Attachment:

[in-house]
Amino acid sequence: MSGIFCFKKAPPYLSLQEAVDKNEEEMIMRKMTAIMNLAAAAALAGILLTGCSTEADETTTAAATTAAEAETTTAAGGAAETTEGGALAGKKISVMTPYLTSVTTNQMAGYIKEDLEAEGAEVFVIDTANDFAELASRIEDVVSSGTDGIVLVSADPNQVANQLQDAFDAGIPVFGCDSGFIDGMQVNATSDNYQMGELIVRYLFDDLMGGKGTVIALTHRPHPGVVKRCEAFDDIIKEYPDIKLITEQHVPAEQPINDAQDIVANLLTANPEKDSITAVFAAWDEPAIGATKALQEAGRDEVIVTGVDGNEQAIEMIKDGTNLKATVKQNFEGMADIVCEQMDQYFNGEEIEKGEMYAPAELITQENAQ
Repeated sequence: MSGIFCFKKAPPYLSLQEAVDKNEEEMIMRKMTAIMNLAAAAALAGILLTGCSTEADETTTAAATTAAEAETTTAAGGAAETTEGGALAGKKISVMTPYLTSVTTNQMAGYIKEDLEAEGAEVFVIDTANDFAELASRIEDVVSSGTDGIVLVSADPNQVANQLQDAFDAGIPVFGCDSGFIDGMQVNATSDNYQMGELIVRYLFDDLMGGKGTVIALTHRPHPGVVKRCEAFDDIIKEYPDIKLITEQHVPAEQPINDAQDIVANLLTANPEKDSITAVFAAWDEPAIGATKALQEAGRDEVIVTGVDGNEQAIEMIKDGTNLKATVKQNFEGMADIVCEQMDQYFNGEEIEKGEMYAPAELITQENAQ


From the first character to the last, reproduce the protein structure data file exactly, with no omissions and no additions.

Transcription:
[in-house]
Amino acid sequence: MSGIFCFKKAPPYLSLQEAVDKNEEEMIMRKMTAIMNLAAAAALAGILLTGCSTEADETTTAAATTAAEAETTTAAGGAAETTEGGALAGKKISVMTPYLTSVTTNQMAGYIKEDLEAEGAEVFVIDTANDFAELASRIEDVVSSGTDGIVLVSADPNQVANQLQDAFDAGIPVFGCDSGFIDGMQVNATSDNYQMGELIVRYLFDDLMGGKGTVIALTHRPHPGVVKRCEAFDDIIKEYPDIKLITEQHVPAEQPINDAQDIVANLLTANPEKDSITAVFAAWDEPAIGATKALQEAGRDEVIVTGVDGNEQAIEMIKDGTNLKATVKQNFEGMADIVCEQMDQYFNGEEIEKGEMYAPAELITQENAQ
Repeated sequence: MSGIFCFKKAPPYLSLQEAVDKNEEEMIMRKMTAIMNLAAAAALAGILLTGCSTEADETTTAAATTAAEAETTTAAGGAAETTEGGALAGKKISVMTPYLTSVTTNQMAGYIKEDLEAEGAEVFVIDTANDFAELASRIEDVVSSGTDGIVLVSADPNQVANQLQDAFDAGIPVFGCDSGFIDGMQVNATSDNYQMGELIVRYLFDDLMGGKGTVIALTHRPHPGVVKRCEAFDDIIKEYPDIKLITEQHVPAEQPINDAQDIVANLLTANPEKDSITAVFAAWDEPAIGATKALQEAGRDEVIVTGVDGNEQAIEMIKDGTNLKATVKQNFEGMADIVCEQMDQYFNGEEIEKGEMYAPAELITQENAQ